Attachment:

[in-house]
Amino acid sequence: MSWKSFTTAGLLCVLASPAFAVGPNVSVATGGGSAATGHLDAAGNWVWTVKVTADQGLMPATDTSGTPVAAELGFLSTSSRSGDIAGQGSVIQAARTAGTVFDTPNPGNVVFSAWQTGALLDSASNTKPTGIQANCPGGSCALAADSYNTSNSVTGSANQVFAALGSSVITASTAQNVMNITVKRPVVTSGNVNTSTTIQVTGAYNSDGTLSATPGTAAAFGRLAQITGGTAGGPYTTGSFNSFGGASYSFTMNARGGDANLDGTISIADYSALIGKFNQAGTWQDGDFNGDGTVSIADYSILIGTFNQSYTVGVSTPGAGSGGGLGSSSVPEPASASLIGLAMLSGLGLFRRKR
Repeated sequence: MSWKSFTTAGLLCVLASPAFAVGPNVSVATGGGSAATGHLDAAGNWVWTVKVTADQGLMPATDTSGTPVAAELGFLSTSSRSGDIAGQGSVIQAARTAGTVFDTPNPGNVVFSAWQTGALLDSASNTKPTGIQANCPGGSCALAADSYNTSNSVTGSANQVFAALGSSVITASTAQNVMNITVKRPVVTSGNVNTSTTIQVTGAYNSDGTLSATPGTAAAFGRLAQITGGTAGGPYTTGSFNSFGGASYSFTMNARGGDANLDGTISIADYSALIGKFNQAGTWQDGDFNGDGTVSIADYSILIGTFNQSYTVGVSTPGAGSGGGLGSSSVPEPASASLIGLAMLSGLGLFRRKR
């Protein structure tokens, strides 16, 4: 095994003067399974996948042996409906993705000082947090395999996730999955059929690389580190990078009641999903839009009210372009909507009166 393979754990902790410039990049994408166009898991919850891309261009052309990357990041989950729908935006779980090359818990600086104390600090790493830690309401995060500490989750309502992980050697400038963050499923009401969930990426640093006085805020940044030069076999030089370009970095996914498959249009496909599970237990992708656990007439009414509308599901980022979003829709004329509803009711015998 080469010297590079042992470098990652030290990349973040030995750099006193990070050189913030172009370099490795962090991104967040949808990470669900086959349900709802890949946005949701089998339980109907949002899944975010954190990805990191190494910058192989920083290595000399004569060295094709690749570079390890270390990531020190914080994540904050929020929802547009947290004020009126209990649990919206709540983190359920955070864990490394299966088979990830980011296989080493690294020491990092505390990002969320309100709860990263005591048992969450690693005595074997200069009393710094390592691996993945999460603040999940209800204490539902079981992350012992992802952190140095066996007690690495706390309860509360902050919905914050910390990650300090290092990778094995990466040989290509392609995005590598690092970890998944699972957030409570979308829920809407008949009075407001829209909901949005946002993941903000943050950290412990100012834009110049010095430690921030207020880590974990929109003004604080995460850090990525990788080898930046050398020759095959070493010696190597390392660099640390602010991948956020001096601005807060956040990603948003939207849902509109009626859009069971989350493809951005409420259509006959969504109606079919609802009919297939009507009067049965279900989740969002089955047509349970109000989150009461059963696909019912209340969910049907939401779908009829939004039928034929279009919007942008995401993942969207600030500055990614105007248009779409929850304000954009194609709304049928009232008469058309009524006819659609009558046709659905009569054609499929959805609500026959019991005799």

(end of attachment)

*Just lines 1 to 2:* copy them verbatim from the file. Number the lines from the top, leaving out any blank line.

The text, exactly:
[in-house]
Amino acid sequence: MSWKSFTTAGLLCVLASPAFAVGPNVSVATGGGSAATGHLDAAGNWVWTVKVTADQGLMPATDTSGTPVAAELGFLSTSSRSGDIAGQGSVIQAARTAGTVFDTPNPGNVVFSAWQTGALLDSASNTKPTGIQANCPGGSCALAADSYNTSNSVTGSANQVFAALGSSVITASTAQNVMNITVKRPVVTSGNVNTSTTIQVTGAYNSDGTLSATPGTAAAFGRLAQITGGTAGGPYTTGSFNSFGGASYSFTMNARGGDANLDGTISIADYSALIGKFNQAGTWQDGDFNGDGTVSIADYSILIGTFNQSYTVGVSTPGAGSGGGLGSSSVPEPASASLIGLAMLSGLGLFRRKR